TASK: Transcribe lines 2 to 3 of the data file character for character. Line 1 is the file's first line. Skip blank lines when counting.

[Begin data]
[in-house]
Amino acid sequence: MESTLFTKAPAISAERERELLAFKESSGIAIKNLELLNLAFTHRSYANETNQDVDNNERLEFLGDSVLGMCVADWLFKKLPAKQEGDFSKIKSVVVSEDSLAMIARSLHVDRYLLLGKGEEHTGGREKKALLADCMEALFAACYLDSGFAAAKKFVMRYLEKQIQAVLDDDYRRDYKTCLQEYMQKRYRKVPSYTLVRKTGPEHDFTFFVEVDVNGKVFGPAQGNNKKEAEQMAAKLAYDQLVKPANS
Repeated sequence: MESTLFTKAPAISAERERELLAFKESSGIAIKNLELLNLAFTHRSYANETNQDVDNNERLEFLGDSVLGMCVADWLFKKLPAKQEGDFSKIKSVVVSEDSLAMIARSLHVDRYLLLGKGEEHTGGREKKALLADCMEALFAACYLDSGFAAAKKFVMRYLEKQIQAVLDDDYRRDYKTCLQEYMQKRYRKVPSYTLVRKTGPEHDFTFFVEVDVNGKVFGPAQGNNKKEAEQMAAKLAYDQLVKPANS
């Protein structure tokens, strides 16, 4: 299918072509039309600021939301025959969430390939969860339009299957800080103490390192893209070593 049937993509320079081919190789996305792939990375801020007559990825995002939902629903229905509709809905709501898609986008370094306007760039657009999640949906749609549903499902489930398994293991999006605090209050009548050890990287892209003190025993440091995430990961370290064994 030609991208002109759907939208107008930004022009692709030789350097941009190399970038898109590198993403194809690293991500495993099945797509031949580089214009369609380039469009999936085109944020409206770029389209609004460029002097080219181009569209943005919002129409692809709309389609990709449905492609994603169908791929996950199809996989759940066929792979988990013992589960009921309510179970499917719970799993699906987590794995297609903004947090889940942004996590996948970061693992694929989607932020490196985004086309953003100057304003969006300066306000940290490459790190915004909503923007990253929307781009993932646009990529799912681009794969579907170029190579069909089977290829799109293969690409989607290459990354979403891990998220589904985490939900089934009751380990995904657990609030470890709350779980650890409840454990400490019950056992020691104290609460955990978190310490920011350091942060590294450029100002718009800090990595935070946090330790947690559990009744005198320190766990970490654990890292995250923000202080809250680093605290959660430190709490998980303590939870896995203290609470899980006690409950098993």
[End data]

Amino acid sequence: MESTLFTKAPAISAERERELLAFKESSGIAIKNLELLNLAFTHRSYANETNQDVDNNERLEFLGDSVLGMCVADWLFKKLPAKQEGDFSKIKSVVVSEDSLAMIARSLHVDRYLLLGKGEEHTGGREKKALLADCMEALFAACYLDSGFAAAKKFVMRYLEKQIQAVLDDDYRRDYKTCLQEYMQKRYRKVPSYTLVRKTGPEHDFTFFVEVDVNGKVFGPAQGNNKKEAEQMAAKLAYDQLVKPANS
Repeated sequence: MESTLFTKAPAISAERERELLAFKESSGIAIKNLELLNLAFTHRSYANETNQDVDNNERLEFLGDSVLGMCVADWLFKKLPAKQEGDFSKIKSVVVSEDSLAMIARSLHVDRYLLLGKGEEHTGGREKKALLADCMEALFAACYLDSGFAAAKKFVMRYLEKQIQAVLDDDYRRDYKTCLQEYMQKRYRKVPSYTLVRKTGPEHDFTFFVEVDVNGKVFGPAQGNNKKEAEQMAAKLAYDQLVKPANS